A movie log formerly known as Bookishness / By Charles Matthews
"Dazzled by so many and such marvelous inventions, the people of Macondo ... became indignant over the living images that the prosperous merchant Bruno Crespi projected in the theater with the lion-head ticket windows, for a character who had died and was buried in one film and for whose misfortune tears had been shed would reappear alive and transformed into an Arab in the next one. The audience, who had paid two cents apiece to share the difficulties of the actors, would not tolerate that outlandish fraud and they broke up the seats. The mayor, at the urging of Bruno Crespi, explained in a proclamation that the cinema was a machine of illusions that did not merit the emotional outbursts of the audience. With that discouraging explanation many ... decided not to return to the movies, considering that they already had too many troubles of their own to weep over the acted-out misfortunes of imaginary beings."--Gabriel García Márquez, One Hundred Years of Solitude
Tuesday, September 22, 2015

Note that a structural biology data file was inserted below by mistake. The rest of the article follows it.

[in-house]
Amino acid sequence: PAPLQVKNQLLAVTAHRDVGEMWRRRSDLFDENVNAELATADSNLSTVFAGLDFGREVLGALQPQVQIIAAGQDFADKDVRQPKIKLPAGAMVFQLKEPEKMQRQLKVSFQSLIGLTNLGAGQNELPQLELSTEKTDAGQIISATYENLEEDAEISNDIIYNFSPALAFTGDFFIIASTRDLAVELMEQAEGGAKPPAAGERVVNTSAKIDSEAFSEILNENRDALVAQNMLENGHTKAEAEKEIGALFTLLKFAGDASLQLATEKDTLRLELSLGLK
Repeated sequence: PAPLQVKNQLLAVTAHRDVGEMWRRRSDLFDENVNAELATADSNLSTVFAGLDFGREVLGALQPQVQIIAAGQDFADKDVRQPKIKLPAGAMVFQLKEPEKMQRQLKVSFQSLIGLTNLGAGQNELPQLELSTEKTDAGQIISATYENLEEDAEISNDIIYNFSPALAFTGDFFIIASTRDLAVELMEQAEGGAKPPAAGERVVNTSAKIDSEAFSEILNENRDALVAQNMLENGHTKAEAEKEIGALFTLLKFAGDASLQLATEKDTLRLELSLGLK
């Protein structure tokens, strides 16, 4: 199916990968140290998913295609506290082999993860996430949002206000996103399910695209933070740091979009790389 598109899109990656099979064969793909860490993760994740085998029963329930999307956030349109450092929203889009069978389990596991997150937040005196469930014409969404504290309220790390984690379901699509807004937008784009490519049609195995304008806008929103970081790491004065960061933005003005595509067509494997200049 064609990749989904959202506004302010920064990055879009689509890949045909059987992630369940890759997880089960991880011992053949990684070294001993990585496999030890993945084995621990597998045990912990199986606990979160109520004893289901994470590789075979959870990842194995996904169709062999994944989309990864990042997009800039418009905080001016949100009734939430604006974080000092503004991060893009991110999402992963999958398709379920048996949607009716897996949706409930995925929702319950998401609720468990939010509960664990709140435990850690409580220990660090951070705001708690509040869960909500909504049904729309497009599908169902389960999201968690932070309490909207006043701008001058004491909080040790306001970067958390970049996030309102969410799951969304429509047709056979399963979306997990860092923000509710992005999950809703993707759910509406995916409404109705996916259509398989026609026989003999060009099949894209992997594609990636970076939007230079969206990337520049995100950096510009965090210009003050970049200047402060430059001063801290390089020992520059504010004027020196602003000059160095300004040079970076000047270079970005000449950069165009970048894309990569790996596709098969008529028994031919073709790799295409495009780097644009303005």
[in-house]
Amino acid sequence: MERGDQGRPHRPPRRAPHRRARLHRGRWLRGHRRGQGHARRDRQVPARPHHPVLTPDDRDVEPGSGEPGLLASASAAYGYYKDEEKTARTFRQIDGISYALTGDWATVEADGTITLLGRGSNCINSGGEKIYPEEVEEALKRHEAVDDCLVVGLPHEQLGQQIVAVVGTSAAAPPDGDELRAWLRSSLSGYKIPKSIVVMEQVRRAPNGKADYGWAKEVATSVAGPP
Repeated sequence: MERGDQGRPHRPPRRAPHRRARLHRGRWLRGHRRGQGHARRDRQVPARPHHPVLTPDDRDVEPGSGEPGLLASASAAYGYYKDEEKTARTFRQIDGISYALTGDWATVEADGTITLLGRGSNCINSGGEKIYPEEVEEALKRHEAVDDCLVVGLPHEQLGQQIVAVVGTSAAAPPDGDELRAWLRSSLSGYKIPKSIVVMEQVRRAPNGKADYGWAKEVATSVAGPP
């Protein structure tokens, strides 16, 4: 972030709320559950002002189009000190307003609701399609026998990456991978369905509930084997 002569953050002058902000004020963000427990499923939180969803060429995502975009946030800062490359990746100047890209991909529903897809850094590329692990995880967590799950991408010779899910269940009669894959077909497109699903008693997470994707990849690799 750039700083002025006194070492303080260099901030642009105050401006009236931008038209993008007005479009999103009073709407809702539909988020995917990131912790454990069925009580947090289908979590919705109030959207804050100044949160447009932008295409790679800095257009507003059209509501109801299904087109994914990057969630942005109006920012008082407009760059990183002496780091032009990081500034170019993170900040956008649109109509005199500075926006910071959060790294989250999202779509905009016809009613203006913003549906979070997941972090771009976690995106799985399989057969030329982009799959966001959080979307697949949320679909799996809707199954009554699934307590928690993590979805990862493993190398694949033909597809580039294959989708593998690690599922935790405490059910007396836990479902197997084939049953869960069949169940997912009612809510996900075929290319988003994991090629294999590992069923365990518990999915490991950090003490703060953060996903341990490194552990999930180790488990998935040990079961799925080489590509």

This is a movie that will please no one who has first-hand acquaintance with any of the people supposedly portrayed in it, but the real problem with Kill the Messenger is that it has three great stories to tell and fails to tell any of them well. The first story is the one Gary Webb thought he had broken: the CIA connection to the crack cocaine epidemic. Given the complexity and range of that story, which will probably never be fully and accurately told, it's not surprising that the movie fails to do it justice. The second story is that of the frenzied politics of journalism, a story that probably holds little interest to anyone not involved in journalism and is hard to dramatize because there are so few clear-cut heroes and villains to be found in it. (And in any case, it has been superseded by another story: the slow demise of print journalism.) And finally, there's the story of the way reporter Gary Webb's involvement in the other two stories sent his life into a downward spiral. This is the story the movie chooses to concentrate on, but it does so in such a heavy-handed, cliché-raddled way, particularly with its focus on Webb's relationship with his wife (Rosemarie DeWitt) and teenage son (Lucas Hedges), that it doesn't make the tragic impact that it could have. I never met Gary Webb, and when the Sturm und Drang of "Dark Alliance" was taking place in the newsroom at the Mercury News, I was busy doing my thing in a far corner on the third floor back of the Merc's Ridder Park Drive plant. I recall that on the day the first story in the series appeared, a colleague said, "Well, Gary Webb just won us another Pulitzer." That was, of course, before the shit flung by the big papers in Washington, New York, and Los Angeles hit the fan. But it also revealed something about the way Pulitzer fever infected the Mercury News, as it does other newspapers. Webb was a victim of it, as was the Merc. There are things to like about the movie, mostly having to do with its performers, starting with Jeremy Renner as Webb. It's also good to see underused actors like Andy Garcia and Ray Liotta, and while nobody who knows the real Jerry Ceppos would ever have chosen Oliver Platt to play him, Platt does a good job of playing a man caught up in a whirlwind of competing pressures and managing to keep his head.